Some of these factors will likely persist for months or even worsen – some oil traders say they would not be surprised to see the price of that still crucial commodity hit $100 a barrel, up from its current level in the mid-1980s. And The price of oil has not been seen since 2014.
There is no doubt that the price hikes reported by the government have a clear impact on family budgets. Among other aspects of the problem, last year’s price increases wiped out the wage gains that ordinary workers had made over the same period.
as Reported by Jason Furman and Wilson Powell III At the end of October, wages and benefits had risen at an annual rate of 5.4% over the previous three months, but the price increases left workers with only a 0.6% increase and put their wages below pre-pandemic levels.
But even the large numbers released by the government on Wednesday do not match the reach of inflation fears in the general public – fueled in part by ignorant reports by the media.
The best example of that Reported by CNN on November 4th which have been widely and rightly derided as unjustifiably uninformed. The report focused on a Texan couple who said they bought 12 gallons of milk a week for their nine children and were staggering as the price of milk increased to $2.79 a gallon from $1.99 a few months ago.
Regardless of whether 12 gallons of weekly consumption is acceptable even for a family of this size, the truth is that the average gallon of milk hasn’t been $1.99 in nearly 40 years. In fact, when accounting for inflation, it has actually fallen in price over the past twenty-five years or so.
Wednesday’s inflation report puts the seasonally adjusted change in whole milk prices at minus 0.3% from a year ago and minus 0.5% from June through September. (Unadjusted, up 5.8% in a year, but that wouldn’t represent the 40% increase reported by the household.)
This is not a criticism of the family, but a criticism of CNN, which should have conveyed the factual context of the experience of inflation in the family. CNN, too, did say that a family is entitled to a monthly child tax credit of between $200 and $300 per child (depending on his or her age), which helps ease the burden.
High inflation requires a deeper investigation into its causes than might be expected. One aspect that is sure to receive short neglect is the role of consumer pricing at the company level. According to the Bureau of Economic Analysis, Corporate profits soar At more than 50% since the start of 2020, the epidemic is damned.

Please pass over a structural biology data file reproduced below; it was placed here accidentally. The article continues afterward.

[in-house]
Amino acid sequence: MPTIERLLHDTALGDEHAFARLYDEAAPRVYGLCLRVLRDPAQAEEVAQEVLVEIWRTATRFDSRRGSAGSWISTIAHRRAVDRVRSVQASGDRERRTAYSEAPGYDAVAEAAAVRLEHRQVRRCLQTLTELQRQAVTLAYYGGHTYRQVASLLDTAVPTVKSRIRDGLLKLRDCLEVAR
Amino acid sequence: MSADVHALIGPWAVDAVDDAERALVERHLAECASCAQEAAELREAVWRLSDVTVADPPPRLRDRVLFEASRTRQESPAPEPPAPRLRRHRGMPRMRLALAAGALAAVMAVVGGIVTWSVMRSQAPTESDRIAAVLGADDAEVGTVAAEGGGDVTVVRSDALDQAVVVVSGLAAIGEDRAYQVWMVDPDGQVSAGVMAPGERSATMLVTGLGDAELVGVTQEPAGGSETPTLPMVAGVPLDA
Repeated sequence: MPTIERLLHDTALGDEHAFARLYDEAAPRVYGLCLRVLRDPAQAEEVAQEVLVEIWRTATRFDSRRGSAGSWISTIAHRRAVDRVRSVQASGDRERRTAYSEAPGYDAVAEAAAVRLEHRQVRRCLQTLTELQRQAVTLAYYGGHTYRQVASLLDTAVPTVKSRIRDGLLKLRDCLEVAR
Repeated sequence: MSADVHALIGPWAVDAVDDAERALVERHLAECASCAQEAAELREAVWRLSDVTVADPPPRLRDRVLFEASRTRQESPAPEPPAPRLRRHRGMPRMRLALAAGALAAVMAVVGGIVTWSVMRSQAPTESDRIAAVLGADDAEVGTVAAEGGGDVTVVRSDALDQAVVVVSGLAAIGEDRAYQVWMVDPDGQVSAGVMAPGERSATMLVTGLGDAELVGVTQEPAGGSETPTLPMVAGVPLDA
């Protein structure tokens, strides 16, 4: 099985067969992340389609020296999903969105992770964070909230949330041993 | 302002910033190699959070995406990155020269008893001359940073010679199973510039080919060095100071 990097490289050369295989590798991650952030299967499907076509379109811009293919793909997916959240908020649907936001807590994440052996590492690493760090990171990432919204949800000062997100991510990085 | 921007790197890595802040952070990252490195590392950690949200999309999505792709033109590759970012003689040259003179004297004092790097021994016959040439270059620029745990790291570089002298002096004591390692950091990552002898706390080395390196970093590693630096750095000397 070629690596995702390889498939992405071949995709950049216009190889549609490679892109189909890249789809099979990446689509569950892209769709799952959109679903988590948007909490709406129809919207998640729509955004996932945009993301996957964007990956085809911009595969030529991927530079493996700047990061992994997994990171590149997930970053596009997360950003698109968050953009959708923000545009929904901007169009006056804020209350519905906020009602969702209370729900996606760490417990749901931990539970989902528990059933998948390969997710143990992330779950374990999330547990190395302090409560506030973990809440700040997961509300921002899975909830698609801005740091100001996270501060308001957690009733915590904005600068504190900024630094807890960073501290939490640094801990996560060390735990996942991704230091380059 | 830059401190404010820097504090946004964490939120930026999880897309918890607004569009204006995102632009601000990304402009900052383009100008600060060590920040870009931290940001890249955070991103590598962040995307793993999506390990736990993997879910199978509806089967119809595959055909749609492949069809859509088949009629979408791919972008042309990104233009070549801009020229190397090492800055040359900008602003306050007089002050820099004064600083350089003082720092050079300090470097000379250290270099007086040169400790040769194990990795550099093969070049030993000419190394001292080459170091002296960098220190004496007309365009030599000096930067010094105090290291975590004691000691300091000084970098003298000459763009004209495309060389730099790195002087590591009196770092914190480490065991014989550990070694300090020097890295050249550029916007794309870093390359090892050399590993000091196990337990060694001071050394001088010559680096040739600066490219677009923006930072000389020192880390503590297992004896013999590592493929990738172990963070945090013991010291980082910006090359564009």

As Jude Legum notes in his country Popular information site, Procter & Gamble imposed price increases on consumer products “from nappies to toilet paper,” citing increases in raw material costs; Pepsico, Coca-Cola and Whirlpool (owner of appliance brands Jenn-Air, Maytag, Kitchenaid and Amana). All of these companies are very profitable and either they announce fixed profits or expected increases in profits in the near future.
Companies’ complaints about increases in raw material and shipping costs may or may not be real, but it is certainly clear that they have used talk of inflation to raise prices more than the cost increase would warrant. This is shown in government inflation figures, without explanation.
The result is what economist Josh Bivens of the Institute for Employment-Oriented Economic Policy calls an “unexplained jump” in attributing the recent rise in prices to “too much “financial relief and recovery.” There is no evidence that simply providing more help to ordinary families has caused The occurrence of inflation and therefore must be abandoned.
Factors such as the resumption of traditional consumer habits, including a shift away from spending on services and back to goods, are likely behind the surge, along with price pressures from port bottlenecks and spare manufacturing operations.
Inflation is a problem, and it can get worse before it gets better. But we cautioned: Misunderstanding by the public and policymakers — and deliberate misrepresentation by those who would deprive ordinary Americans of the benefits of economic reform — is the far greater threat.